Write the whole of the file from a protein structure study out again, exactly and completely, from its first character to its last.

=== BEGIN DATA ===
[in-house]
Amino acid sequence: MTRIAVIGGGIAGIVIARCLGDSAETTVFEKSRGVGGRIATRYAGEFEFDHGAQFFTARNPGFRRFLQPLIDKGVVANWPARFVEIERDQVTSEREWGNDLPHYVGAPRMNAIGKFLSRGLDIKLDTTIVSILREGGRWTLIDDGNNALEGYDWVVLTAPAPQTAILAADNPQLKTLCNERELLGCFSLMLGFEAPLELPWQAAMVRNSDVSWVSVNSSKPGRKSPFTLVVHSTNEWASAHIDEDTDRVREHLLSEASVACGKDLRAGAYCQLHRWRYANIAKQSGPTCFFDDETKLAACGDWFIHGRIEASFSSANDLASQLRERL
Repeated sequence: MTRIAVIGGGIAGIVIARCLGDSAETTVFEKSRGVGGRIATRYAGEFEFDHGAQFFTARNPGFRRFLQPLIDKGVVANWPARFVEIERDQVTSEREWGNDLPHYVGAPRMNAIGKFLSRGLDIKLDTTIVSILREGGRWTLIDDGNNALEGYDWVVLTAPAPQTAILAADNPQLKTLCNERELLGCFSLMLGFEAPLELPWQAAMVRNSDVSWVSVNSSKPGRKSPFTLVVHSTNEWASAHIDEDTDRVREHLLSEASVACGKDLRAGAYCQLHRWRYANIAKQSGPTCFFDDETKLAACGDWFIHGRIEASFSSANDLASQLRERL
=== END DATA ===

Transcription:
[in-house]
Amino acid sequence: MTRIAVIGGGIAGIVIARCLGDSAETTVFEKSRGVGGRIATRYAGEFEFDHGAQFFTARNPGFRRFLQPLIDKGVVANWPARFVEIERDQVTSEREWGNDLPHYVGAPRMNAIGKFLSRGLDIKLDTTIVSILREGGRWTLIDDGNNALEGYDWVVLTAPAPQTAILAADNPQLKTLCNERELLGCFSLMLGFEAPLELPWQAAMVRNSDVSWVSVNSSKPGRKSPFTLVVHSTNEWASAHIDEDTDRVREHLLSEASVACGKDLRAGAYCQLHRWRYANIAKQSGPTCFFDDETKLAACGDWFIHGRIEASFSSANDLASQLRERL
Repeated sequence: MTRIAVIGGGIAGIVIARCLGDSAETTVFEKSRGVGGRIATRYAGEFEFDHGAQFFTARNPGFRRFLQPLIDKGVVANWPARFVEIERDQVTSEREWGNDLPHYVGAPRMNAIGKFLSRGLDIKLDTTIVSILREGGRWTLIDDGNNALEGYDWVVLTAPAPQTAILAADNPQLKTLCNERELLGCFSLMLGFEAPLELPWQAAMVRNSDVSWVSVNSSKPGRKSPFTLVVHSTNEWASAHIDEDTDRVREHLLSEASVACGKDLRAGAYCQLHRWRYANIAKQSGPTCFFDDETKLAACGDWFIHGRIEASFSSANDLASQLRERL